In 1994, Richard Bulan watched a KRON news segment titled, "The Fate of the Golden Gate Bridge Steel" -- a story about the 6,557 feet of Golden Gate Bridge railing that was replaced due to weathering. The program outlined the options: sell the scrap metal to Korea, or break it down to sell as tourist trinkets. Instead, Bulan picked up the phone.
What started as a one-time craft project to make a headboard for his bedroom soon became the Golden Gate Bridge Furniture Company, Bulan's welding business that makes home furniture out of authentic pieces of the iconic bridge.
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Now, Bulan makes headboards, desk lamps, nightstands and coffee tables from steel that once graced the Gate, and aims to keep them as authentic as possible.
"During the welding process, much of the old paint burns off," said Bulan to The Huffington Post. "Therefore, the product is cleaned up after welding and given a fresh application of the same paint that is used on the Golden Gate Bridge itself." Bulan finishes up each design with a fresh coat of International Orange -- the paint mixed exclusively for the Golden Gate Bridge. He even uses the same painting technique for authenticity.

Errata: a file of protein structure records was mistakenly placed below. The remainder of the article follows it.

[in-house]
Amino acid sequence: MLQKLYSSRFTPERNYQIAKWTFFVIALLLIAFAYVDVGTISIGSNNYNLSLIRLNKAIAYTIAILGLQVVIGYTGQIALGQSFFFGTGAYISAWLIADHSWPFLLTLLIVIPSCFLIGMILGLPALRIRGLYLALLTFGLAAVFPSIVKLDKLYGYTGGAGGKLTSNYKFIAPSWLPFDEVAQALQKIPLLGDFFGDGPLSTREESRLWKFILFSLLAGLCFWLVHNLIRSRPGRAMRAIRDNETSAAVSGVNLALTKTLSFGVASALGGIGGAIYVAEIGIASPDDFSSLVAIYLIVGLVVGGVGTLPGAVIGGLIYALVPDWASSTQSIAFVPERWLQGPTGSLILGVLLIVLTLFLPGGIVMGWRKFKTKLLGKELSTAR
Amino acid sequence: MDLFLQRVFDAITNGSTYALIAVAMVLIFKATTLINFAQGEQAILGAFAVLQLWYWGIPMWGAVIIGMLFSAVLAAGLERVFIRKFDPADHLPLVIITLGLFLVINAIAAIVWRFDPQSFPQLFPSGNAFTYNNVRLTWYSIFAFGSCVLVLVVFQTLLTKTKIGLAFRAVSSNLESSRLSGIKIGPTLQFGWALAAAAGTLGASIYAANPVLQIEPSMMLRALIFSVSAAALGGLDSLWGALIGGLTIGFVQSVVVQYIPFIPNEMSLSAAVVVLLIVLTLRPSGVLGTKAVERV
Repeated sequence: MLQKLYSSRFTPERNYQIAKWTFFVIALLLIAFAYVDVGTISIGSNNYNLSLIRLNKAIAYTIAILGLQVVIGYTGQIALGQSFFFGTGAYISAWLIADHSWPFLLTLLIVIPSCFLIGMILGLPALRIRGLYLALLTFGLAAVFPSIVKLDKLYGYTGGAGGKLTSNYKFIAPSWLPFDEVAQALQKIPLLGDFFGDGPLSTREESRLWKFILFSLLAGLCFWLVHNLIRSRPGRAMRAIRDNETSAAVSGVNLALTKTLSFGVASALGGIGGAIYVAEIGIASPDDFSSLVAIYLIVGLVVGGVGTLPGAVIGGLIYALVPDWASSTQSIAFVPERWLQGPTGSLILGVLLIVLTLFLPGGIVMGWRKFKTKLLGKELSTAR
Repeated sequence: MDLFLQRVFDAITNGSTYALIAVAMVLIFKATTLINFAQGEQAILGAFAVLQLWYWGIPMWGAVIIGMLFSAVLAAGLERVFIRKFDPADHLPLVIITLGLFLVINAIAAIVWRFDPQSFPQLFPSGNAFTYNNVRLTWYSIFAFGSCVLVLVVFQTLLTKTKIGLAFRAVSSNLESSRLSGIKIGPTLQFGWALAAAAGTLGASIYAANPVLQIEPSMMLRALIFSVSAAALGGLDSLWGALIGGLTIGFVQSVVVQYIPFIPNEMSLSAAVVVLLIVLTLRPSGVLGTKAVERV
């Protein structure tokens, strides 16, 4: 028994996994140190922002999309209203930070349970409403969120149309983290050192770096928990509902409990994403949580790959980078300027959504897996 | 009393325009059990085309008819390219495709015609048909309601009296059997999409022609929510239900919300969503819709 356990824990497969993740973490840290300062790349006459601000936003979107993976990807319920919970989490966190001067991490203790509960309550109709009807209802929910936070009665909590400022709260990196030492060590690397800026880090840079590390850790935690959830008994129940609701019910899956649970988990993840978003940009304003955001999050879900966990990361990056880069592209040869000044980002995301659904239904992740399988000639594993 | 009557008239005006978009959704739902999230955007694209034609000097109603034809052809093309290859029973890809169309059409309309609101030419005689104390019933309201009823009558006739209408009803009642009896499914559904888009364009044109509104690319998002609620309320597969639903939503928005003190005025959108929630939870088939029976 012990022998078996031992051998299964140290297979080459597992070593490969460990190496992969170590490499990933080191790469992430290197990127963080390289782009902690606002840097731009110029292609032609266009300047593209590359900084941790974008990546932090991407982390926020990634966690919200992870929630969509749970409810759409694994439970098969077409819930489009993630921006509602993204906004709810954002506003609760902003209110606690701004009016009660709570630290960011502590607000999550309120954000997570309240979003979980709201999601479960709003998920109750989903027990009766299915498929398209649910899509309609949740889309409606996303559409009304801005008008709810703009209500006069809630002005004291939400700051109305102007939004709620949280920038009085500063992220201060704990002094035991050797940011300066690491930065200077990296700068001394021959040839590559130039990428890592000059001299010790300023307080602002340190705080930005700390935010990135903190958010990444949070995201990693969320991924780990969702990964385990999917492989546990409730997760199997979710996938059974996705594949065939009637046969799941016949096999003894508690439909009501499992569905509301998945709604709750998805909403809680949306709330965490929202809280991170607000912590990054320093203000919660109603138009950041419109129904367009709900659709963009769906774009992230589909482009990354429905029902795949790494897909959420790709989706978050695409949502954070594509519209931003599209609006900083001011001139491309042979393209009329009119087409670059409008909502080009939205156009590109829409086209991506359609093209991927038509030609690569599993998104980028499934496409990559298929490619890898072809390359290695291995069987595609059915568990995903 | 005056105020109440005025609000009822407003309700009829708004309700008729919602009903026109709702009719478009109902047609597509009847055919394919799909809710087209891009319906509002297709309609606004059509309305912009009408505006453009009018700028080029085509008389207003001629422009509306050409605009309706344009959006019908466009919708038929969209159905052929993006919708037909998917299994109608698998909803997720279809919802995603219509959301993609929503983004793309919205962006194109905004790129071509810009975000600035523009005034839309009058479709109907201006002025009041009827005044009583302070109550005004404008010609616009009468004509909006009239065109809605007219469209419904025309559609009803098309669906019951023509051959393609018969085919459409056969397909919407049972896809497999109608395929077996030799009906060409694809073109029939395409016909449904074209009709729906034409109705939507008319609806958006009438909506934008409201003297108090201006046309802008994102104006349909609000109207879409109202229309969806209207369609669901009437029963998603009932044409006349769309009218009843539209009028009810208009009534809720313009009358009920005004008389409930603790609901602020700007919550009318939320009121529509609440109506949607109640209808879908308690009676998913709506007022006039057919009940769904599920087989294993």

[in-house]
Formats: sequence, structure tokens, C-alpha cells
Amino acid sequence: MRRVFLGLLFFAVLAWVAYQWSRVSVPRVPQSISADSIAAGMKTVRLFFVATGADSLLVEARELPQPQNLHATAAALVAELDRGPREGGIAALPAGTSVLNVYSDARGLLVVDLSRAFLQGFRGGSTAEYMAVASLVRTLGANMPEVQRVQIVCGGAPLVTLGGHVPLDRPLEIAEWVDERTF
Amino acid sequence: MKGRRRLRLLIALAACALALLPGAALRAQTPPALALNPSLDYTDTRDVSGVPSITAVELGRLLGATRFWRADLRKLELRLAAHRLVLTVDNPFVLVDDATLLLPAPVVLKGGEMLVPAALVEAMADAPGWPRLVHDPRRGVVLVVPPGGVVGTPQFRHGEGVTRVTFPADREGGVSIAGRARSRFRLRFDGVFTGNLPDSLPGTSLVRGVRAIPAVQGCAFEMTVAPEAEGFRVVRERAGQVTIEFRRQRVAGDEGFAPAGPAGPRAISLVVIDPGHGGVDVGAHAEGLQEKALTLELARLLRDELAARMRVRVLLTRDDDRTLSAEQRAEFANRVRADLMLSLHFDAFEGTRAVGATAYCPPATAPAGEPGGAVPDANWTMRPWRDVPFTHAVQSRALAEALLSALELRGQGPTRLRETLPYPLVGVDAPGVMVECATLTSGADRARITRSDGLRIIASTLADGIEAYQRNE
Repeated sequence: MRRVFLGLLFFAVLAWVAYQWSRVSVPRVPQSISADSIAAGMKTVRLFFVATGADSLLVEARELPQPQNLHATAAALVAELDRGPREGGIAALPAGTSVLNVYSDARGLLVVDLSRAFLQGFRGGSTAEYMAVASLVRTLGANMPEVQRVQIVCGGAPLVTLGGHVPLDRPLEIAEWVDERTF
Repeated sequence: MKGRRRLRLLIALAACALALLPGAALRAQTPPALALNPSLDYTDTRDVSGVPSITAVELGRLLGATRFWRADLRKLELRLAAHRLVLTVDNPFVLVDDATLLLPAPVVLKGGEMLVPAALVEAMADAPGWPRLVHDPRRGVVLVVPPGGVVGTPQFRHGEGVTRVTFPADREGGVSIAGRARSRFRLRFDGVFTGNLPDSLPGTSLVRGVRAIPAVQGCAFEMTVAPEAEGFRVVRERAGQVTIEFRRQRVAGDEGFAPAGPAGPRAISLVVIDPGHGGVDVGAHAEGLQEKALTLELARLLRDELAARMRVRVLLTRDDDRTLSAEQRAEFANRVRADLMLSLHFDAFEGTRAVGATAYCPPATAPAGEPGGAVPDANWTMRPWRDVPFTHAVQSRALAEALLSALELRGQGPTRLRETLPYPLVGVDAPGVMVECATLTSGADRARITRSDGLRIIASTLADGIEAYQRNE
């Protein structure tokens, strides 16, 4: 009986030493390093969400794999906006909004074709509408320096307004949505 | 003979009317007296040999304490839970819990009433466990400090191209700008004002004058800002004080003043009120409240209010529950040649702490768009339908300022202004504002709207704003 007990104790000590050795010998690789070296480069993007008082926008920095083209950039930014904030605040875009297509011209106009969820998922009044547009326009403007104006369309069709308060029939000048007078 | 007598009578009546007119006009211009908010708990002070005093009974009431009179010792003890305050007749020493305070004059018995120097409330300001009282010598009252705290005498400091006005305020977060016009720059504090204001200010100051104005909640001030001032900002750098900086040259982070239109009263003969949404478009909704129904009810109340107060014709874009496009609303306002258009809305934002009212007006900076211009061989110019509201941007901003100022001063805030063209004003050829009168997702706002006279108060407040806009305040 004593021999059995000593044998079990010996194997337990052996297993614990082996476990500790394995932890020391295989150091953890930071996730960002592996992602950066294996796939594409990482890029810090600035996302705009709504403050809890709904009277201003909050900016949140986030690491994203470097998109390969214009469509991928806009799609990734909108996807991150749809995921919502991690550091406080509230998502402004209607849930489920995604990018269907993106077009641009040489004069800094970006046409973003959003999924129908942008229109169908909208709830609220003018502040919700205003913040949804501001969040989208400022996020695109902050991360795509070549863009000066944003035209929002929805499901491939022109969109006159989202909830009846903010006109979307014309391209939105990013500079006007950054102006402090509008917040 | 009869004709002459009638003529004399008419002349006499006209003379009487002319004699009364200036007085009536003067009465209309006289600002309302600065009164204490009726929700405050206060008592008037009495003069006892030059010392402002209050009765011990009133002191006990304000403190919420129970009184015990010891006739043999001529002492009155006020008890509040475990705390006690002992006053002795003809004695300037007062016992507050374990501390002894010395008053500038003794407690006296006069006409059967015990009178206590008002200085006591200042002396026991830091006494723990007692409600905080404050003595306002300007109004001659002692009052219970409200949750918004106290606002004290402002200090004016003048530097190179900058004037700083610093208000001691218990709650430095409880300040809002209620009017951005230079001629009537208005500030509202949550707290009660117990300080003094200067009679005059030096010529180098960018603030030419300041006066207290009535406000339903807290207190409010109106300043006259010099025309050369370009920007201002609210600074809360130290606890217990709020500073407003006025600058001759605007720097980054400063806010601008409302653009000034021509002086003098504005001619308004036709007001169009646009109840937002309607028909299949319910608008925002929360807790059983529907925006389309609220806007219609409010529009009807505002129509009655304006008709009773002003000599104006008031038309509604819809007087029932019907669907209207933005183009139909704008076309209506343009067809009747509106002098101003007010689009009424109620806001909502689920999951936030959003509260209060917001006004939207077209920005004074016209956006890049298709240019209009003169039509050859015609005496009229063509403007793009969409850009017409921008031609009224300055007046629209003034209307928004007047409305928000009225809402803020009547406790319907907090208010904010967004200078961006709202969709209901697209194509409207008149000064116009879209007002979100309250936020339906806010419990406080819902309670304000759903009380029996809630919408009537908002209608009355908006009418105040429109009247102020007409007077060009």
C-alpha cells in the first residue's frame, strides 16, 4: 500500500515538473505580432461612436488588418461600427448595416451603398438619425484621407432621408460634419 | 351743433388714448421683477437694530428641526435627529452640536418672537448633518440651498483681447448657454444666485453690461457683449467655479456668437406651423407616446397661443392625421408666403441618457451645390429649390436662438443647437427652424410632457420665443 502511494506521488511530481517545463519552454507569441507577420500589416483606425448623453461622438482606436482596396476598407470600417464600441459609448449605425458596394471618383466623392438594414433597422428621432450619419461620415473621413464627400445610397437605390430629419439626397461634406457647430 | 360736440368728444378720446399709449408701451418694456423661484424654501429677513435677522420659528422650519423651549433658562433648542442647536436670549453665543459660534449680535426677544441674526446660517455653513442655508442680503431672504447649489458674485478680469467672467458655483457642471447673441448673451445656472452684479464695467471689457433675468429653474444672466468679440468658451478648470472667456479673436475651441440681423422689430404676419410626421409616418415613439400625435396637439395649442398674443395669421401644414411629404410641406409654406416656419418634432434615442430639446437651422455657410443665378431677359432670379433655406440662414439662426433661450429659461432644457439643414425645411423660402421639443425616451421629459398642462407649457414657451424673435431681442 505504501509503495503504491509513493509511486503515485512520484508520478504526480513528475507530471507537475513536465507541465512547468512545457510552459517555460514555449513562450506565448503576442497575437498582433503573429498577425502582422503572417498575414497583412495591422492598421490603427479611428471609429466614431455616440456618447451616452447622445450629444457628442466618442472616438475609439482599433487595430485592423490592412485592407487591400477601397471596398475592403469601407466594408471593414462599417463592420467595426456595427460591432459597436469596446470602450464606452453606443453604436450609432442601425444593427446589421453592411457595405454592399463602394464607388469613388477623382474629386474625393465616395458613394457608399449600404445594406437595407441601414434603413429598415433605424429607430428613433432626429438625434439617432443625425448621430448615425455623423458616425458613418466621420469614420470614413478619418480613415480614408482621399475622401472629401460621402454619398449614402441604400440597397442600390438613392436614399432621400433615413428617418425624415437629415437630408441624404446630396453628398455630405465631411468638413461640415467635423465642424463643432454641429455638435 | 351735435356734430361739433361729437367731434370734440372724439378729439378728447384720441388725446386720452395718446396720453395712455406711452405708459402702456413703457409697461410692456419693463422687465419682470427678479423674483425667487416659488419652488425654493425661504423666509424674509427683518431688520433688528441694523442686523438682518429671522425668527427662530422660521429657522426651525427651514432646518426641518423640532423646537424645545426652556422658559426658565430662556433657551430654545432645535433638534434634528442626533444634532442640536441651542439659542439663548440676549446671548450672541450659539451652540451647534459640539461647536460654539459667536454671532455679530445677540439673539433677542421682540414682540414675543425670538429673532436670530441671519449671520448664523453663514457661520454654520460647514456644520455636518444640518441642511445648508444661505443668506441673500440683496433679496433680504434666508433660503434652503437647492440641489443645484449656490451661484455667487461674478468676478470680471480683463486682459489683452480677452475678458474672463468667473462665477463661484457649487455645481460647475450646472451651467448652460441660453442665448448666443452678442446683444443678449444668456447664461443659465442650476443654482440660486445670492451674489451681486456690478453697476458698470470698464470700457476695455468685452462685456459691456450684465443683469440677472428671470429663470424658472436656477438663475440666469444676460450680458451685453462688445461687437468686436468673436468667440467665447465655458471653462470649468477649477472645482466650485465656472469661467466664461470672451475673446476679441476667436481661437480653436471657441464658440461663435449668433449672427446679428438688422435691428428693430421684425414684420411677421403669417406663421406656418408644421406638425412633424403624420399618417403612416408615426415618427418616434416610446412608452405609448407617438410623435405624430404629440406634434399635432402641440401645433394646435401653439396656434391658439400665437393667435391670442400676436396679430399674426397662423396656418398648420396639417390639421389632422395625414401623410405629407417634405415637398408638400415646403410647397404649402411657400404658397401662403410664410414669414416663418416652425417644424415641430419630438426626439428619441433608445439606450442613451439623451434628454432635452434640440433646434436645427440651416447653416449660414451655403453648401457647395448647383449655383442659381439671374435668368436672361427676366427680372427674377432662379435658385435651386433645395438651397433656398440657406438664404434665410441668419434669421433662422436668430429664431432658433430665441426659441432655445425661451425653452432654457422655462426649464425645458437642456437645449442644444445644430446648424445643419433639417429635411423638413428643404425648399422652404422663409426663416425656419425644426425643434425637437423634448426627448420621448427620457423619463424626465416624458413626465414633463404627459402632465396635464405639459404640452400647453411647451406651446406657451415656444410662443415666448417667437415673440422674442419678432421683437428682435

Bulan's pieces are also marked with the bridge's imperfections: Each piece features weathering from the wind and salt sea air, and, because of the slope of the bridge's center span, some feature a slight pitch.
"While this slant is most evident on those sections removed from the closest to the center span, it helps identify the general location in which the handrain resided for 56 years," wrote Bulan on his website.
So what happens when Bulan runs out of Golden Gate Bridge steel?
"I guess we'll just have to cross that bridge when we come to it," he says.
Check out photos of of Bulan's designs, courtesy of the Golden Gate Bridge Furniture Company, in our slideshow below:
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